The Sycamore Gap tree became a beacon of hope for this caller's father amidst detention in a concentration camp

29 September 2023, 12:32

Caller Dominic shares heartbreaking story of how his family is ‘intwined’ with Sycamore Gap tree

By Anna Fox

Following his capture in the Battle of the Atlantic, caller Dominic's father's memories of the Sycamore Gap tree kept him going while in prison camps.

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Caller Dominic began by telling Nick his father's story and relationship with the Sycamore Gap tree, which was "deliberately felled" on Wednesday night.

He asserted: "My father was captured at 14 and a half, he was a cabin boy in the Battle of the Atlantic.

"He spent four and a half years in various prison camps and finally a concentration camp. He was liberated on his 19th birthday".

Nick questioned Dominic on what kept his father going, to which he replied: "He told us again and again was the thought of walking the wall and seeing that tree".

A 16-year-old boy has since been arrested on suspicion of criminal damage in connection with the felling of the tree.

Struggling to contain his emotions, Nick uttered: "I'm almost choking up, never mind you".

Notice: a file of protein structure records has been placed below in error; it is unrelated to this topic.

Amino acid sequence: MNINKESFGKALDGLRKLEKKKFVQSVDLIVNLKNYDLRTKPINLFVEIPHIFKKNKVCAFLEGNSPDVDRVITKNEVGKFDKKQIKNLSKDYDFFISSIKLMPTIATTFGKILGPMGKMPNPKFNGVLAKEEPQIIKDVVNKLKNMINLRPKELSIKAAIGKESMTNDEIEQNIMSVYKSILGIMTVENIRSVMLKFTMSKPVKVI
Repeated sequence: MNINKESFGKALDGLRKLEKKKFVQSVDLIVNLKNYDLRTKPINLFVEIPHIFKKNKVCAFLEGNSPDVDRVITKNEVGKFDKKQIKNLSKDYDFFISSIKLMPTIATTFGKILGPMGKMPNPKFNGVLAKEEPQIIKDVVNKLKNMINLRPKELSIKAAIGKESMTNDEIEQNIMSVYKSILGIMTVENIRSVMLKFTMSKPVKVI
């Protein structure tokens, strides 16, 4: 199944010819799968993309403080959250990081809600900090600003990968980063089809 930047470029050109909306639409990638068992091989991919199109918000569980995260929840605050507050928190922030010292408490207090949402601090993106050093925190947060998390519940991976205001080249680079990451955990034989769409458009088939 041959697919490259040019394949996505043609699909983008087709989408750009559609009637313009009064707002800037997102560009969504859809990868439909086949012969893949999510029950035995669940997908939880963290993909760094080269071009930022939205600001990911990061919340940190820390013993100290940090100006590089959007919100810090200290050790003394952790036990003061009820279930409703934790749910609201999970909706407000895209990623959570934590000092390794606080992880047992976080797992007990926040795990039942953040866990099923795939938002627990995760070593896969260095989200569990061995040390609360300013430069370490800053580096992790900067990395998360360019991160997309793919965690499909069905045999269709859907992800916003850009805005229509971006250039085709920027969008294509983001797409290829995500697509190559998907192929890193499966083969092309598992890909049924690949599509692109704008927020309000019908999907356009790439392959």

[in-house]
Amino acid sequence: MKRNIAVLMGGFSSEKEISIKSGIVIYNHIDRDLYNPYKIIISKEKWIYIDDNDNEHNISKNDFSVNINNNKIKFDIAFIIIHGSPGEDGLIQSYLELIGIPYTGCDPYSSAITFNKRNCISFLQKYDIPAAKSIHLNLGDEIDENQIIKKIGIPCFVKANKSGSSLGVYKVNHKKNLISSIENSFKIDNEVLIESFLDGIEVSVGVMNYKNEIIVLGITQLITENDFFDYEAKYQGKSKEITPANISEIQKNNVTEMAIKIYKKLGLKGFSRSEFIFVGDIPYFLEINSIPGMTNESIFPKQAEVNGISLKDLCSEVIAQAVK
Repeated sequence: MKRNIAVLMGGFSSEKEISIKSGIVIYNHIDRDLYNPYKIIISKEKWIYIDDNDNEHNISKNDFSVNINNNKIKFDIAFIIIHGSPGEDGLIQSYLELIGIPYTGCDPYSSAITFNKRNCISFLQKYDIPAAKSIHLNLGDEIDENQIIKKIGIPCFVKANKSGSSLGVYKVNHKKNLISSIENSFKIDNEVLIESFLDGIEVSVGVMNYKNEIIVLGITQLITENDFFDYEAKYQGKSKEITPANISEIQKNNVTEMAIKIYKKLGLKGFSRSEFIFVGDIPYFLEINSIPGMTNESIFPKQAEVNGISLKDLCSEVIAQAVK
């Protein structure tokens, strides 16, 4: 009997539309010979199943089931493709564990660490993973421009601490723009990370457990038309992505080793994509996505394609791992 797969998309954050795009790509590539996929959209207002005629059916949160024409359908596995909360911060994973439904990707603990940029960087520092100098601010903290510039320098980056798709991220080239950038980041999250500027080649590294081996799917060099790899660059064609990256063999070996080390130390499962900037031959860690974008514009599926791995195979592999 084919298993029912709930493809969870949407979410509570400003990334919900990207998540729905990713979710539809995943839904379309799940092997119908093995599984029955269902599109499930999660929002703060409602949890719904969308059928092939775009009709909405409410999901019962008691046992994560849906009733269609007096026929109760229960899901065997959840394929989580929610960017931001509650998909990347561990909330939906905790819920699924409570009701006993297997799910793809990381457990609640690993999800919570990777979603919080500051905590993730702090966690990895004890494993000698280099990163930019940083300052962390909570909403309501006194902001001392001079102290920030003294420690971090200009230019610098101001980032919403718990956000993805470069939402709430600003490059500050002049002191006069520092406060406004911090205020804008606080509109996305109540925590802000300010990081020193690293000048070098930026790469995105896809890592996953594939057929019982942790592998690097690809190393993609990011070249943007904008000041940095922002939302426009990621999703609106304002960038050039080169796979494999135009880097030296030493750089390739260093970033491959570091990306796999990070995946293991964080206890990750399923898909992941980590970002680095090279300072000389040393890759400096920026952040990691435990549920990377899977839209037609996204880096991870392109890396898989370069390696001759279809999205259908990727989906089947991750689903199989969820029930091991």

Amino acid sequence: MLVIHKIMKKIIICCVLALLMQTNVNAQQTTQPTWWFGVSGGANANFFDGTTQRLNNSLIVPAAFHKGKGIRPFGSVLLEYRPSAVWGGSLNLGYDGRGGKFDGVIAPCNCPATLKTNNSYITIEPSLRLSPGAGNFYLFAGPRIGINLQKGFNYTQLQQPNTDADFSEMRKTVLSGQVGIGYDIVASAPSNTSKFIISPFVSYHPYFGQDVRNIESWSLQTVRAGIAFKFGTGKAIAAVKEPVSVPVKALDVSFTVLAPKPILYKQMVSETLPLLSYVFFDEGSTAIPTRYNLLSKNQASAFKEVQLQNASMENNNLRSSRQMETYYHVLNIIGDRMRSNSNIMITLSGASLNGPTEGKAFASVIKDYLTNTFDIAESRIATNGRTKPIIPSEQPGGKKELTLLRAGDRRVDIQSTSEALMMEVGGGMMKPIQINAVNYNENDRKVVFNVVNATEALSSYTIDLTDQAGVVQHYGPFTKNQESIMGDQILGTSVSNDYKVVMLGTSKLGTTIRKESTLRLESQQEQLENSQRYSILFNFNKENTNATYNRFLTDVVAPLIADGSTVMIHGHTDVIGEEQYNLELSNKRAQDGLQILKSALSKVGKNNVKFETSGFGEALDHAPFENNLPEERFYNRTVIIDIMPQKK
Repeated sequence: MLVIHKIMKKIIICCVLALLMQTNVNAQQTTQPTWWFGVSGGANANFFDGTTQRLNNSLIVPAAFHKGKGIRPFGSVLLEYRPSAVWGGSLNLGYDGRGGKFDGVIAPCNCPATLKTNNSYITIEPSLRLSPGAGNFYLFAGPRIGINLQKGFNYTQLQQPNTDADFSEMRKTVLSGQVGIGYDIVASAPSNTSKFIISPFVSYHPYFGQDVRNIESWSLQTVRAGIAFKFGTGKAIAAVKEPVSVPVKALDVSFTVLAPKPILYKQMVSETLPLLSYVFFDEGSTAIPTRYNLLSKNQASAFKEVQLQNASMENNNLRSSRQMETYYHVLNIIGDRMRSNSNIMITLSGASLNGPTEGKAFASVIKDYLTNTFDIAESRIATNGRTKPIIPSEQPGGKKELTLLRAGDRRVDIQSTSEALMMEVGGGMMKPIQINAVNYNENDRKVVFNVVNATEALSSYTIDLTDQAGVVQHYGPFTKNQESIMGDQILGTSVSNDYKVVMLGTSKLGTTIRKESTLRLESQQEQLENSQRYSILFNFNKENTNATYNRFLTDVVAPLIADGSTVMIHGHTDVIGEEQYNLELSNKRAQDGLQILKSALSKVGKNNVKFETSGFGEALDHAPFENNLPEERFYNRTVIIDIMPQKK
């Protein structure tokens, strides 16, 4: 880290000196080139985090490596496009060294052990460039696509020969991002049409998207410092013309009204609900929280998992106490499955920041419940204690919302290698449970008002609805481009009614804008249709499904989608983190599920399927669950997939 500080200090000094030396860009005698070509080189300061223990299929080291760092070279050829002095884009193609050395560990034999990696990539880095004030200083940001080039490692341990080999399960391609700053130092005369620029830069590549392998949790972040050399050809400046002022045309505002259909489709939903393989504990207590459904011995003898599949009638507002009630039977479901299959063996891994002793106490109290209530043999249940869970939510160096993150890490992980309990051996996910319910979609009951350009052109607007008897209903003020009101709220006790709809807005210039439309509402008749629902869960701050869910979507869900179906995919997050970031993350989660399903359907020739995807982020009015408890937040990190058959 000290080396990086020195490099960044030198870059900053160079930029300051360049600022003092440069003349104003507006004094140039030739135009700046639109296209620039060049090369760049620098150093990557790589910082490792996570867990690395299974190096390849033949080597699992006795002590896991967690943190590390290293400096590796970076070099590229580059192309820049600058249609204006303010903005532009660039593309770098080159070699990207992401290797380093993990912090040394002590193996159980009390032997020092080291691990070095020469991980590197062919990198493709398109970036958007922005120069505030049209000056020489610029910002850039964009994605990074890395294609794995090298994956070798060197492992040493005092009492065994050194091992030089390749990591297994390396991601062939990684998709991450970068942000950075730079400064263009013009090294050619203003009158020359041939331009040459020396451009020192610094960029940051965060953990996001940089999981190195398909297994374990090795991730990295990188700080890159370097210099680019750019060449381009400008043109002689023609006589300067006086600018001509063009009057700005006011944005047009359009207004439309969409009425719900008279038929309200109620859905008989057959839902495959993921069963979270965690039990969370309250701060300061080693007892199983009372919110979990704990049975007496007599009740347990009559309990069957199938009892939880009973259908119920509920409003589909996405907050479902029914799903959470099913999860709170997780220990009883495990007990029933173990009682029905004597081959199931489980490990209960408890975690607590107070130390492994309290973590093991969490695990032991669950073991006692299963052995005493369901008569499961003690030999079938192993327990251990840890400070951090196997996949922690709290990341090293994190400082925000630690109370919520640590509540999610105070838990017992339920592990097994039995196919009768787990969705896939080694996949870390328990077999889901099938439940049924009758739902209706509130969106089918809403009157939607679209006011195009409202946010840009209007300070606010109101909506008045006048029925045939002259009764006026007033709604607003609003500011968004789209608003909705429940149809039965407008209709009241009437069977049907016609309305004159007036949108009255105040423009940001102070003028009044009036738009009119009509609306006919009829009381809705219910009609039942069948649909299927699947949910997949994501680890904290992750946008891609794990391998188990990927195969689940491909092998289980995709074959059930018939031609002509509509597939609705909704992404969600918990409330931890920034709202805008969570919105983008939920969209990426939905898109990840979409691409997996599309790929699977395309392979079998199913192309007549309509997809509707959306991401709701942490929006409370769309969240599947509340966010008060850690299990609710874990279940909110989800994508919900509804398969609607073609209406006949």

READ MORE: Pub offers £1,500 free bar tab for information on who felled iconic Sycamore Gap Tree, as teenager arrested

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Dominic continued, explaining his father had gone on to become a secondary school history teacher, reminiscing on school parties in the 80s where his father would take them to the tree.

Nick asserted: "Your family's roots are intertwined with this tree, what your dad endured, dreaming of the day he would come back to see the tree".

Read more: Boy, 16, arrested after 300-year-old world-famous Sycamore Gap Tree along Hadrian's Wall felled during the night

Continuing, Nick asked the caller whether his father was still alive, to which he replied he sadly passed away in 2016.

"He died at age 90" the caller added, noting how he became the "youngest European prisoner of war".

The tree grew in a natural dip in the landscape near Hexham and was featured in the 1991 film Robin Hood: Prince of Thieves.

The National Trust commented, noting it was "shocked and saddened" by the loss of the sycamore, which it asserted was "an important and iconic feature in the landscape for nearly 200 years".

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